Saturday, March 3, 2012

Under The Never Sky Review

Author: Veronica Rossi
Release date: January 3, 2012
Publisher: HarperTeen
Most appropriate for ages: 12+
How I got it: For review through Netgalley

Since she'd been on the outside, she'd survived an Aether storm, she'd had a knife held to her throat, and she'd seen men murdered. This was worse.

Exiled from her home, the enclosed city of Reverie, Aria knows her chances of surviving in the outer wasteland - known as The Death Shop - are slim. If the cannibals don't get her, the violent, electrified energy storms will. She's been taught that the very air she breathes can kill her. Then Aria meets an Outsider named Perry. He's wild - a savage - and her only hope of staying alive. 

A hunter for his tribe in a merciless landscape, Perry views Aria as sheltered and fragile - everything he would expect from a Dweller. But he needs Aria's help too; she alone holds the key to his redemption. Opposites in nearly every way, Aria and Perry must accept each other to survive. Their unlikely alliance forges a bond that will determine the fate of all who live under the never sky.
I am very weary of dystopias lately because:
  • There's A LOT of them being released right now.
  • It's been a long while since I've read one I reallyreally liked because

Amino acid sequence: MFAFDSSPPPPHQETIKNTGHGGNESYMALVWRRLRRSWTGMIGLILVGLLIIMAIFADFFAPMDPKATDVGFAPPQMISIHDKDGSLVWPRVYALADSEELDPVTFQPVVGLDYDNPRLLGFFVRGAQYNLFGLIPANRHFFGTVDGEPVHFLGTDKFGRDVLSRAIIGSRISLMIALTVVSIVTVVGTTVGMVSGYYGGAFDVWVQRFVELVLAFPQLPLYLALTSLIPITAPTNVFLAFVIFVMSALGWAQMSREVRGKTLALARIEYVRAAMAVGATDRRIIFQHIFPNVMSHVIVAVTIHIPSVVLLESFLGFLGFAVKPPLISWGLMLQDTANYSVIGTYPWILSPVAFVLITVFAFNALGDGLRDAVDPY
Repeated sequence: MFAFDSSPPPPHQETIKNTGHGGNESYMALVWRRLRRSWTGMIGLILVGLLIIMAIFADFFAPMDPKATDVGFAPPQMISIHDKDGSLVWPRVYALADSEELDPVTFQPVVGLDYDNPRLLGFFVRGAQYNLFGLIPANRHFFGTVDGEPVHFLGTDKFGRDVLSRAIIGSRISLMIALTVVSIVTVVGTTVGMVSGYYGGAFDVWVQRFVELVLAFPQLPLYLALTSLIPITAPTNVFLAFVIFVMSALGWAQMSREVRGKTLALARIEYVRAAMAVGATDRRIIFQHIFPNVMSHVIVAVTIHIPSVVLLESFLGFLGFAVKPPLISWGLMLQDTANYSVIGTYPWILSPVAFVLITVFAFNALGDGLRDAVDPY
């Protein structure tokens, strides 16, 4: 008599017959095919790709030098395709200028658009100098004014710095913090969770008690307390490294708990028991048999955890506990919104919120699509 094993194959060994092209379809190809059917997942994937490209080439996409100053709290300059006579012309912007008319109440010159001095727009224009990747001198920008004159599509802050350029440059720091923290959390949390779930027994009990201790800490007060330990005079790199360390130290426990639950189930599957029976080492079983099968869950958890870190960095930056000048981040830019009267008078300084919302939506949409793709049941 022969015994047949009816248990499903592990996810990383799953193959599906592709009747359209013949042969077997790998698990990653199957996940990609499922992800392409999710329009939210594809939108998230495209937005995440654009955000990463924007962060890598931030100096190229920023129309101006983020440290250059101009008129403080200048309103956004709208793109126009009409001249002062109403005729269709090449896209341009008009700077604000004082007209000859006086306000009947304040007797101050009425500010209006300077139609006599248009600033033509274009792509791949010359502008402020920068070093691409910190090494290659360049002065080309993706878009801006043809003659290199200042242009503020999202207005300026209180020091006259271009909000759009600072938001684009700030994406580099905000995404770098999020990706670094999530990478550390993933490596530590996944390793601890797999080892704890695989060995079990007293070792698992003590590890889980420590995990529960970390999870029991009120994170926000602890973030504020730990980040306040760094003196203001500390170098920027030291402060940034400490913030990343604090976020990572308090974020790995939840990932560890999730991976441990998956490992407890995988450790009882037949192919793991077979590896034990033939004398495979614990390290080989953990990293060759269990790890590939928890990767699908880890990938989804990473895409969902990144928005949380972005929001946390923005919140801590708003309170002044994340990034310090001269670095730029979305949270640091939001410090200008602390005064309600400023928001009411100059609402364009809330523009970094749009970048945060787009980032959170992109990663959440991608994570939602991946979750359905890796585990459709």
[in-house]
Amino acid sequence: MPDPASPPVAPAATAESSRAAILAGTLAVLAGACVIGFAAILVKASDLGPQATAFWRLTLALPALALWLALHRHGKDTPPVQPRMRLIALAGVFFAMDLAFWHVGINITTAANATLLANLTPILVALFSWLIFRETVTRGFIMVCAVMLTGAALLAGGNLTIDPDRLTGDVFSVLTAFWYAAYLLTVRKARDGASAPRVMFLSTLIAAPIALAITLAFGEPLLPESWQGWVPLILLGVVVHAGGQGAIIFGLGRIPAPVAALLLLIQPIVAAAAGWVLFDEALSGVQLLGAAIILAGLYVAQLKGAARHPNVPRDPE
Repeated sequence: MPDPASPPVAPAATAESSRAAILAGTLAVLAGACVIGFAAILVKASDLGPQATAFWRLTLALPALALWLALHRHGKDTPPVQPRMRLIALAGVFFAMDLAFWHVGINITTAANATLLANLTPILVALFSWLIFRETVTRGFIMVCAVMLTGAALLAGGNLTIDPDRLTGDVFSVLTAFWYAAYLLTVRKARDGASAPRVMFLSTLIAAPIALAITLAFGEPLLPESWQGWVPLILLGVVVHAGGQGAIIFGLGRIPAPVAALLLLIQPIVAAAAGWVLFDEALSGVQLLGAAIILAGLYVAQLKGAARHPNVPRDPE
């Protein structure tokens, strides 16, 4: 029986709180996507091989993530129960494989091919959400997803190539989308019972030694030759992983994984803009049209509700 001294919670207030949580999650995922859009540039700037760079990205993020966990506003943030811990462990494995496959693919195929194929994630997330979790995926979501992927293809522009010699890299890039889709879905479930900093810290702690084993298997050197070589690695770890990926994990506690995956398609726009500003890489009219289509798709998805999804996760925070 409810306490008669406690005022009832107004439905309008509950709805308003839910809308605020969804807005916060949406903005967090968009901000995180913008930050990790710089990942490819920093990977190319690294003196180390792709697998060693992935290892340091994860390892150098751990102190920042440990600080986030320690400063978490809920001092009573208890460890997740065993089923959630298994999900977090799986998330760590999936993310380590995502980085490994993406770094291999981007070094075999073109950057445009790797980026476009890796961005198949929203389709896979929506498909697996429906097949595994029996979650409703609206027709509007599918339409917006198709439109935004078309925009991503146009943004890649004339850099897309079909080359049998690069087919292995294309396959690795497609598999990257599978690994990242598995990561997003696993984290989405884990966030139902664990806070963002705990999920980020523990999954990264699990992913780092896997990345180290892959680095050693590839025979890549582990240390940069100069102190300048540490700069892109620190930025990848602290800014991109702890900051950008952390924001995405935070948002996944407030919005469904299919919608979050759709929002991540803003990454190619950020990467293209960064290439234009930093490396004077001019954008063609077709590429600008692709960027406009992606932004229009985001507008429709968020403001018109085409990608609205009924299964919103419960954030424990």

• I--quite honestly--feel like authors have gotten sloppy when writing with several elements, especially world-building.
Veronica Rossi's debut, however, had a decent enough world. But there were several things about Under The Never Sky that just didn't fit together and a huge lack of connection between me and this story.

Let's start with said "decent enough world." You've got your people who live in pods and can really only get out through some kind of (pretty awesome) virtual world. Great, cool! Then you've got your Outsiders, who for whatever reason, didn't make it into these pods. They live in tribes and their ways are old and sometimes barbaric. Great, cool! Then you add in super-powers and cannibals. Um, what? Where did that come from? So when I say "decent enough", it doesn't really mean "good", it means more along the lines of...okay.

Also, I think a big reason I couldn't get into UTNS was how disconnected I was to these characters. They weren't bad characters, but there was nothing unique or exciting about them, but they also weren't plain enough to be realistic. It didn't help URNS that its pacing was so not good.
Under The Never Sky was just simply not for me. This book definitely has found its fans though, as shown by countless positive reviews, so I feel like I'm in the minority here. If you're on a dystopian kick and you're looking for something kind of different, then maybe you should try Under The Never Sky...but if you don't like it, don't say I didn't warn you.

Plot: Unique, but also kind of weird, and it was paced very oddly.
Characters: Blah.
Writing: Easy to read.
Ending: Appropriate, but it didn't really make me NEED the second book.
Kid friendly: There's some killing and mentions of it, as well as sex.
I was striking up conversations with people while reading.
This book was just not for me, and it never seemed to be able to hold my attention. Check it out and see if it's for you, though.

1 comment:

  1. Thanks for the honest review. I have been hearing mixed things about this one so I think I may put off reading it for a while.


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